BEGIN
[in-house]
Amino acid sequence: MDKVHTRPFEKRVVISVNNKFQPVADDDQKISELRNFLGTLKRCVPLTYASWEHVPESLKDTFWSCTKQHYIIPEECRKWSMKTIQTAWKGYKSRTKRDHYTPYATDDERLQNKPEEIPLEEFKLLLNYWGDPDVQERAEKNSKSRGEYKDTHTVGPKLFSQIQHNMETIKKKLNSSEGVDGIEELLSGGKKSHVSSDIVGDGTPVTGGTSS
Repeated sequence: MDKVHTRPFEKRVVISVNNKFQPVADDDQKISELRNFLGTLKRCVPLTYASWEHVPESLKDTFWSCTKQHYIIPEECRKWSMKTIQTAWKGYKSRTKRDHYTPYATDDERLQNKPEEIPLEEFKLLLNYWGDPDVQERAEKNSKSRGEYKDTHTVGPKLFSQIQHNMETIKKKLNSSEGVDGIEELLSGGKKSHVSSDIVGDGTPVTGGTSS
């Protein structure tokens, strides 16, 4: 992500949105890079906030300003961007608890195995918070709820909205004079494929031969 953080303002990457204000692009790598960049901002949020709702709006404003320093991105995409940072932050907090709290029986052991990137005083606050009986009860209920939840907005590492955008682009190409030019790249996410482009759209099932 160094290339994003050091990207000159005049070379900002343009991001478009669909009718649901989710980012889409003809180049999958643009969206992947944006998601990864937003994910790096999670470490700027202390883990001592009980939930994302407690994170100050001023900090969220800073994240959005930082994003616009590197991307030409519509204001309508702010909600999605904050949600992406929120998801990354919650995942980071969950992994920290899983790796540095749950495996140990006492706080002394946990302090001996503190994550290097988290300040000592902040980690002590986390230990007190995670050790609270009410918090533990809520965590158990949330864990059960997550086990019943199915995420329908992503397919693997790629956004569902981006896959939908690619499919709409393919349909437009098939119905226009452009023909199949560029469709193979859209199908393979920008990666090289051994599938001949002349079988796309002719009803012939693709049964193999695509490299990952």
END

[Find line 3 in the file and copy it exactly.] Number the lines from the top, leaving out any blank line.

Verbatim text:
Repeated sequence: MDKVHTRPFEKRVVISVNNKFQPVADDDQKISELRNFLGTLKRCVPLTYASWEHVPESLKDTFWSCTKQHYIIPEECRKWSMKTIQTAWKGYKSRTKRDHYTPYATDDERLQNKPEEIPLEEFKLLLNYWGDPDVQERAEKNSKSRGEYKDTHTVGPKLFSQIQHNMETIKKKLNSSEGVDGIEELLSGGKKSHVSSDIVGDGTPVTGGTSS